Miss Peregrine’s Home for Peculiar Children
Disclaimer: Spoilers. Kind of. I think. They’re not really spoiler spoilers because they don’t give away much. I sort of allude to stuff. You know what this ain’t my struggle; I’ve seen the film already, you should too.
Asa Butterfield* – Jake Portman
Ella Purnell – Emma
Eva Green – Miss Peregrine
Samuel L Jackson – Mr. Barron
Judi Dench – Miss Avocet
Chris O’Dowd – Franklin Portman
Jake has grown up with wild bedtime stories about his grandfather’s childhood. He’s heard about the peculiar and wonderful children his grandfather lived with at Miss Peregrine’s home. So in the wake of his grandfather’s death, Jake sets out to Wales, from America, to find out more about grandfather’s life there.
Through a little magic and circumstance Jake is able to find Miss Peregrine’s home. It turns out to be as full of life and personality as Jake’s grandfather described. One person that stands out, in particular, is Emma and we see a connection form between her and Jake. All that self-contained bliss doesn’t last long because danger soon arrives and of course our protagonist is tasked with saving the day.
It’s a familiar story of the unexpected hero rising up to help those around him, even though the odds are not in their favour. However, there’s the addition of kids with quirky powers and abilities makes the story a little unique.
- Some of the peculiar powers the kids have are pretty interesting, for instance, the kid that can project his foretelling dreams is pretty cool** and Emma’s ability to manipulate air.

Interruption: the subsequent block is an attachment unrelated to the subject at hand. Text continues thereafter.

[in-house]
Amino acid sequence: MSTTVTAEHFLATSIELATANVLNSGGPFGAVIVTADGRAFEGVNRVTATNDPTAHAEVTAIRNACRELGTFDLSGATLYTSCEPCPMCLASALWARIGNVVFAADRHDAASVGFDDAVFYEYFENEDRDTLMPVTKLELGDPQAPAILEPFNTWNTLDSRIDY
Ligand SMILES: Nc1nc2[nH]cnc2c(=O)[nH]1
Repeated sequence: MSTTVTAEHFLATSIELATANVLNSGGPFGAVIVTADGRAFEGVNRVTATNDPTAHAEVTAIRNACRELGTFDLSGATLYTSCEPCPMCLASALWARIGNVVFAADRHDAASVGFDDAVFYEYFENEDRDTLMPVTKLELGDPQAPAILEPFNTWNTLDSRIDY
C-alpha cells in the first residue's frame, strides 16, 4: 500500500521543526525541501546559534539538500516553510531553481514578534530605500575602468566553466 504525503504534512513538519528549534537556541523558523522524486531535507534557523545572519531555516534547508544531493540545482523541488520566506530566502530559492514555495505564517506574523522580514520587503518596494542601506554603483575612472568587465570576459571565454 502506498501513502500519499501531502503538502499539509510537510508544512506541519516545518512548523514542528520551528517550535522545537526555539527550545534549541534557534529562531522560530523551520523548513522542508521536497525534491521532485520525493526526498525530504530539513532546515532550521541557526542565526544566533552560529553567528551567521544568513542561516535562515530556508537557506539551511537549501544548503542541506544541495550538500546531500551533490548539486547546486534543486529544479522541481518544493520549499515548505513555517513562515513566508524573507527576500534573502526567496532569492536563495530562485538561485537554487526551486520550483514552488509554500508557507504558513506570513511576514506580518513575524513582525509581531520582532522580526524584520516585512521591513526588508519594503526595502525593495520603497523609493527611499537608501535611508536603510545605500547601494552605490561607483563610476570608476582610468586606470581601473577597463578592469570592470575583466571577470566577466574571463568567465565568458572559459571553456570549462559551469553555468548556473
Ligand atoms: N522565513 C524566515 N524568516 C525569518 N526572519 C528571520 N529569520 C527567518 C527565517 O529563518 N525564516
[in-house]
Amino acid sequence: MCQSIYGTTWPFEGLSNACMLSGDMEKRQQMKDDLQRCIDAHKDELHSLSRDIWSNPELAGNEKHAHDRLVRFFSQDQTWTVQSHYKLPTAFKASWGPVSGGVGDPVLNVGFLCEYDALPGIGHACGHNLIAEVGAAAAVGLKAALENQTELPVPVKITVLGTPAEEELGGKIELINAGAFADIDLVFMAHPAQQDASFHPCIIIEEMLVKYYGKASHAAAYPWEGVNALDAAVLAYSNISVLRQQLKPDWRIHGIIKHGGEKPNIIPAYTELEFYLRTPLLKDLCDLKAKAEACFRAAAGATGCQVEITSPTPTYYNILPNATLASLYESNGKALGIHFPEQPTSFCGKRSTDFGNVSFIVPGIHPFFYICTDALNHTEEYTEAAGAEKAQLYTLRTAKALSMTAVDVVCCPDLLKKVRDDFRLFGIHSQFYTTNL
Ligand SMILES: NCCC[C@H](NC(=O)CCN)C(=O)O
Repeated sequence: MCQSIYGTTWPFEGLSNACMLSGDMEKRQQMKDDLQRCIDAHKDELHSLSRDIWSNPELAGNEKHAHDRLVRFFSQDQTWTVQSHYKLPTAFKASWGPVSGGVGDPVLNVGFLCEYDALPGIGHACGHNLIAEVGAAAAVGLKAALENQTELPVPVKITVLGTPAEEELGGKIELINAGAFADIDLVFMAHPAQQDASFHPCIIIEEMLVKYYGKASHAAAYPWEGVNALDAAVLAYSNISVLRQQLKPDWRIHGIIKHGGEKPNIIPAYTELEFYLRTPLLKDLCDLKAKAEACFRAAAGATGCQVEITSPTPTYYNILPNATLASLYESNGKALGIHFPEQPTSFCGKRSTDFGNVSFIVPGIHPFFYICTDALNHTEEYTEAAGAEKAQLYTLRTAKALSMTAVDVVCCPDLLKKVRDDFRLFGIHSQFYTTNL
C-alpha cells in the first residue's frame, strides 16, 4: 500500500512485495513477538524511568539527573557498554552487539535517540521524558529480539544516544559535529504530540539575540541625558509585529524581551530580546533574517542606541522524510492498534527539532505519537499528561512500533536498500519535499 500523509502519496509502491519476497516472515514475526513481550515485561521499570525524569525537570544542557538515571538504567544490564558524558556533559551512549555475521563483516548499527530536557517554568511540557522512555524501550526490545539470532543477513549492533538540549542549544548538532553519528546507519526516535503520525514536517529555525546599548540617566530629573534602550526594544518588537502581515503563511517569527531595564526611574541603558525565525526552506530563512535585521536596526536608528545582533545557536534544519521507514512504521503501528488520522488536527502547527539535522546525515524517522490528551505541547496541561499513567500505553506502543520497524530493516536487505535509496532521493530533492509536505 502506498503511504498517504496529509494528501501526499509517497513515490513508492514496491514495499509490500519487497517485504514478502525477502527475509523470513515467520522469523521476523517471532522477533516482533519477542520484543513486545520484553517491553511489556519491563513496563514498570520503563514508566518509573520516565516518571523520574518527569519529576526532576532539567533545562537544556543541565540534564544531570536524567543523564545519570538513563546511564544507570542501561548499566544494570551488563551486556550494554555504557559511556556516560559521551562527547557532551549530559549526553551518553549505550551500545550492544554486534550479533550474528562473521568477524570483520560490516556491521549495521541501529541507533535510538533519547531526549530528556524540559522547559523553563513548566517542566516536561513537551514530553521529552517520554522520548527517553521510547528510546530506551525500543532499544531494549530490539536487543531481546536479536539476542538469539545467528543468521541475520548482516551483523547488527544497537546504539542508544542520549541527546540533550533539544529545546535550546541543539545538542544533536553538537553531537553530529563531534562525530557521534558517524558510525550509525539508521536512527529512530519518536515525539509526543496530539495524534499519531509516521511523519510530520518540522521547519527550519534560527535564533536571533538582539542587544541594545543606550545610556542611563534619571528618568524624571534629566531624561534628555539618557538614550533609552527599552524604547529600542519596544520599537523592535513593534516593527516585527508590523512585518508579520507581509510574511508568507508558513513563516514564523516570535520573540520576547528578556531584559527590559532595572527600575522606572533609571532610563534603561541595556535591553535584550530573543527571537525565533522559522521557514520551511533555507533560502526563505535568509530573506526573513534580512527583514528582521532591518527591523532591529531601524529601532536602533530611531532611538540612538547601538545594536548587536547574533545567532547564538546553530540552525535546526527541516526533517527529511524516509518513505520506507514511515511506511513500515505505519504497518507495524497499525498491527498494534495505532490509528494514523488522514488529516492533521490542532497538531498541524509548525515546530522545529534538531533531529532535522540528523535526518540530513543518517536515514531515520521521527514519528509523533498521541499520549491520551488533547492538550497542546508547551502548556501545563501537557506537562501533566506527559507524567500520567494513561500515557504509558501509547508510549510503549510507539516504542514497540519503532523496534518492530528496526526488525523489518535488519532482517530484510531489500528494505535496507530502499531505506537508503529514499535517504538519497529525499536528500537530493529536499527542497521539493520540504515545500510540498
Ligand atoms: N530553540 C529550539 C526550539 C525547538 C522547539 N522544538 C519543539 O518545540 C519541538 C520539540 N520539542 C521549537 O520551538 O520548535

- The visuals were beautiful at Miss Peregrine’s home because Tim Burton knows how to make a scene look picturesque; the garden especially. It actually reminds me of Edward Scissor Hands.
- There’s a particular montage at the end of the film in which Jake has a lot of outfits and hair styles – the only word for it is perfection.
- The way the film manipulates with time is very concept which I wasn’t aware was part of the film’s narrative.
- The beginning of the film is set in America where Jake comes to terms with his grandfather’s death. This part of the film feels awkward and a bit stilted like it’s impatiently waiting to get to the real heart of the film.
- Some of the dialogue is cheesy and stiff; I could predict some of it without even really trying. This is surprising as it’s an adaption of a book which has material to rely on.
- The romance between Jake and Emma was expected*** and built on next to nothing as is the norm in Hollywood. It’s also a little odd but I won’t say why – you’ll work that out for yourselves.
- The characters feel a little flat – this includes Jake which is a shame because in other projects Asa has delivered great performances. Dare I call it the Tim Burton effect? As a director knows how to make beautiful films but I’ve found his characters don’t deliver as much as the visuals do.
Emma: You don’t have to make us feel safe, because you’ve made us feel brave.
Final Rating: because they tried
*my motivation for watching this film
**although it could be extremely problematic
***although it’s cute because Asa and Ella are a couple in real life.